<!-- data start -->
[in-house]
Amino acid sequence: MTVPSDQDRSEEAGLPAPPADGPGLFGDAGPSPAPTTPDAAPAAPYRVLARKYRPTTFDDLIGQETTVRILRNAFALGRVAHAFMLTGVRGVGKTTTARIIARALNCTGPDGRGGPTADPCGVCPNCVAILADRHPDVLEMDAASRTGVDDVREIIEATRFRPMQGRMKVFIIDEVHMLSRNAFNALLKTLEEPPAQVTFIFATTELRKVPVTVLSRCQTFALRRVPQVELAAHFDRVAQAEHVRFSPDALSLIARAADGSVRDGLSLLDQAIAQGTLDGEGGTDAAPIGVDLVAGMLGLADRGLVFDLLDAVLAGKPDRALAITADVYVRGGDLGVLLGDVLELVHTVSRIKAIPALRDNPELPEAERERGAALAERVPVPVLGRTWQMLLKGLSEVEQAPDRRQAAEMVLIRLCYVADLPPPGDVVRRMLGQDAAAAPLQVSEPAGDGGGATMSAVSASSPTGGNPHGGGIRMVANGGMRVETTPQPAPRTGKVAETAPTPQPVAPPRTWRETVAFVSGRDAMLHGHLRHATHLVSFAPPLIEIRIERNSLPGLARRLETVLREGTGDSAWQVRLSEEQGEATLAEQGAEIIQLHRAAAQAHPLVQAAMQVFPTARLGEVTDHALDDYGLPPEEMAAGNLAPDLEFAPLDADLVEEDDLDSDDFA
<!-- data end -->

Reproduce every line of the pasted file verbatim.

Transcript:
[in-house]
Amino acid sequence: MTVPSDQDRSEEAGLPAPPADGPGLFGDAGPSPAPTTPDAAPAAPYRVLARKYRPTTFDDLIGQETTVRILRNAFALGRVAHAFMLTGVRGVGKTTTARIIARALNCTGPDGRGGPTADPCGVCPNCVAILADRHPDVLEMDAASRTGVDDVREIIEATRFRPMQGRMKVFIIDEVHMLSRNAFNALLKTLEEPPAQVTFIFATTELRKVPVTVLSRCQTFALRRVPQVELAAHFDRVAQAEHVRFSPDALSLIARAADGSVRDGLSLLDQAIAQGTLDGEGGTDAAPIGVDLVAGMLGLADRGLVFDLLDAVLAGKPDRALAITADVYVRGGDLGVLLGDVLELVHTVSRIKAIPALRDNPELPEAERERGAALAERVPVPVLGRTWQMLLKGLSEVEQAPDRRQAAEMVLIRLCYVADLPPPGDVVRRMLGQDAAAAPLQVSEPAGDGGGATMSAVSASSPTGGNPHGGGIRMVANGGMRVETTPQPAPRTGKVAETAPTPQPVAPPRTWRETVAFVSGRDAMLHGHLRHATHLVSFAPPLIEIRIERNSLPGLARRLETVLREGTGDSAWQVRLSEEQGEATLAEQGAEIIQLHRAAAQAHPLVQAAMQVFPTARLGEVTDHALDDYGLPPEEMAAGNLAPDLEFAPLDADLVEEDDLDSDDFA